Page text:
As of Sunday, November 18 night, NetBlocks said that the shut-down had slightly grown, to 5% of ordinary levels. Not only is fixed-internet access down, but NetBlocks notes that data connectivity for the largest mobile operators — MCI, Rightel and Irancell — are also offline.
So far, the picture looks pretty bleak. Babak Taghvaee, a defense analyst and historian who is not based in Iran who has been posting some videos of the protest skirmishes, confirms to me that his own internet communication lines with contacts have also been broken, with phones still working, albeit with monitoring from the State.
“Internet is completely shut-down and I can’t communicate [with] anyone,” he said. “People just can call abroad (just certain countries) using telephone which is being monitored.”
Currently, using Twitter as one marker, it seems that there are at least some people sending out media and messages from the country, specifically related to the protests, although without specific “messaging” against the government attached to them.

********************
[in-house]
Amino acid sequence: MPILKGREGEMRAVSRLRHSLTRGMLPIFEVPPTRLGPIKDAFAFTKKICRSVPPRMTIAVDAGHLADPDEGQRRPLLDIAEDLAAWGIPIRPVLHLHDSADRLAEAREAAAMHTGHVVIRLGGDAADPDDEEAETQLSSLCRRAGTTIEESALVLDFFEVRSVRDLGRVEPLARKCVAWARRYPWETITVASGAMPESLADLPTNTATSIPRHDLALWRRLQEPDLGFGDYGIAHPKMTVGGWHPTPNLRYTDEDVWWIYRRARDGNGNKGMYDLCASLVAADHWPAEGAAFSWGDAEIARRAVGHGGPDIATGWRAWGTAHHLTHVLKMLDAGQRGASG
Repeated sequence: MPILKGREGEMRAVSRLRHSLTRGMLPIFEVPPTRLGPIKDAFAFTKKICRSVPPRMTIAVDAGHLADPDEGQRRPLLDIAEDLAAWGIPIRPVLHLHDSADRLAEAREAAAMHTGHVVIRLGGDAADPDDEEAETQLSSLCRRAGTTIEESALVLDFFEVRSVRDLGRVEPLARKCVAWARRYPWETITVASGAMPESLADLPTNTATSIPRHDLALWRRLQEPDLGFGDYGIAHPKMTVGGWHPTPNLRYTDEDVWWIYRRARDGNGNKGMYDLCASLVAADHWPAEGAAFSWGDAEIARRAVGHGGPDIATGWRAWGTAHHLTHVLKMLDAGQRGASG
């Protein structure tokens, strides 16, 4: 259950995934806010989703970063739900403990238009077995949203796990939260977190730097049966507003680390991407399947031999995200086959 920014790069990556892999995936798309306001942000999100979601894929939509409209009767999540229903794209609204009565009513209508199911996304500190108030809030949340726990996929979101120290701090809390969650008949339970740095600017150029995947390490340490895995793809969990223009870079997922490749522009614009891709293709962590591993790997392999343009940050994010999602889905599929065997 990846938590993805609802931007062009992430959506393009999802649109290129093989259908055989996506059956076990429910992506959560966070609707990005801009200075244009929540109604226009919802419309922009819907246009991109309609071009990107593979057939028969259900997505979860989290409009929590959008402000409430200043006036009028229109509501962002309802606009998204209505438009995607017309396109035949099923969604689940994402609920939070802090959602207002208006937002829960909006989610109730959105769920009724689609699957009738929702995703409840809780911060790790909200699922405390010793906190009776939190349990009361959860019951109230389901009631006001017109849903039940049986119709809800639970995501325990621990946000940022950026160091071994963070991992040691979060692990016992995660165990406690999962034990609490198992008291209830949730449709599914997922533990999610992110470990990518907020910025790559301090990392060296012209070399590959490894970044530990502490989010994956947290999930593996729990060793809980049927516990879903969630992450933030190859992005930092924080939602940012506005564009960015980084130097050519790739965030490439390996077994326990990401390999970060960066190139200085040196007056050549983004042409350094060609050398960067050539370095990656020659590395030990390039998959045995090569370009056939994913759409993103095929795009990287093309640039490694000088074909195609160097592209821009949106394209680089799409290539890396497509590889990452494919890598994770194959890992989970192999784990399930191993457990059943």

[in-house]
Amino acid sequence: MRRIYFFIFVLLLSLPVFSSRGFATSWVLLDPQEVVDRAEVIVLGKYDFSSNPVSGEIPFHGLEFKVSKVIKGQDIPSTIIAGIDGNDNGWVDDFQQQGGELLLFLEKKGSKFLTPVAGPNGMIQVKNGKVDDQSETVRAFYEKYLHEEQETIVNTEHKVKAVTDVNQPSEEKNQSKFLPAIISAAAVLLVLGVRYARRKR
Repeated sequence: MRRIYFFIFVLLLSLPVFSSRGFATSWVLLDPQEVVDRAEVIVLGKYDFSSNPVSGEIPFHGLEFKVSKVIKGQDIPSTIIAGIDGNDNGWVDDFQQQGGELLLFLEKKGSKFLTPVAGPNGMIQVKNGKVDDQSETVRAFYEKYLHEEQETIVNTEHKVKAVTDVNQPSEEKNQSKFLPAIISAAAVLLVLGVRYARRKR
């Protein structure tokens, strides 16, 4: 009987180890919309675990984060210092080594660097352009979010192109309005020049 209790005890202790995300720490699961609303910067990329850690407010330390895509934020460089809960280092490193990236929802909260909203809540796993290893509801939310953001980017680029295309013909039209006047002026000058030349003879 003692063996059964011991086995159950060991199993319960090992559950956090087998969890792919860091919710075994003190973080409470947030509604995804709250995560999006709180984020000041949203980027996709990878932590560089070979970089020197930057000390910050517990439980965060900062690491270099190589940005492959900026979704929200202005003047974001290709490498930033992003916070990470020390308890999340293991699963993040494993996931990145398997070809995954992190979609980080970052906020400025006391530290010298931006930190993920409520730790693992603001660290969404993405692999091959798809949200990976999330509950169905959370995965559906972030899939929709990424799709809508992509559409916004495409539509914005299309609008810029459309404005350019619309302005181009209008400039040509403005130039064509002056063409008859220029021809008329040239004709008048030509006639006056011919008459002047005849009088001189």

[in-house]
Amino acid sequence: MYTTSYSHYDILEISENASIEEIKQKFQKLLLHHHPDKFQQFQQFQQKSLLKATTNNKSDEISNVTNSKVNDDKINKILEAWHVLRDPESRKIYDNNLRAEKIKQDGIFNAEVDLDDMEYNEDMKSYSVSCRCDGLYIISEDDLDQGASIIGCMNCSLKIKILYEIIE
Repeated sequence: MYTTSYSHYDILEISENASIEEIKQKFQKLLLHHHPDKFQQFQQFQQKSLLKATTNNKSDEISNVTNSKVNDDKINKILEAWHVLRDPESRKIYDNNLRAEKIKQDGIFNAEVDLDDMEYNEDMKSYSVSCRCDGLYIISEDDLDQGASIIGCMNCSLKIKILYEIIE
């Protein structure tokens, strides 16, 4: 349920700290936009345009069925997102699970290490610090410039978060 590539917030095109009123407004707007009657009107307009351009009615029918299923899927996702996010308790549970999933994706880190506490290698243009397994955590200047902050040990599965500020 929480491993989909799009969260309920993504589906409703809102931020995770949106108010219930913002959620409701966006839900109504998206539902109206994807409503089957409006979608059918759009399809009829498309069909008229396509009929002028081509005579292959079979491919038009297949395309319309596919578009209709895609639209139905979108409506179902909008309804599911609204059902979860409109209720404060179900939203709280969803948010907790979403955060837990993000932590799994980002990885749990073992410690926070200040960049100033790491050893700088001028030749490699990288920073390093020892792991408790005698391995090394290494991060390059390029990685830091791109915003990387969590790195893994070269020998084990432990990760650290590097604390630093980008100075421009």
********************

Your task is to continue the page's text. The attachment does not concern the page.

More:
The protests arose in response to a decision by the state to raise the price of gas in the country by 50%.
Iran has some of the cheapest gas in the world — in part because it has one of the world’s biggest crude oil reserves — and so residents in the country see cheap gas as a “birthright.”
Many use their cars not just to get around themselves but to provide informal taxi services to others, so — regardless your opinion on whether using fossil fuels is something to be defended or not — hiking up the prices cuts right to ordinary people’s daily lives, and has served as the spark for protest in the country over bigger frustrations with the government and economy, as Iran continues to struggle under the weight of US sanctions.
Clamping down on internet access as a way of trying to contain not just protesters’ communication with each other, but also the outside world, is not an unprecedented move; it is part and parcel of how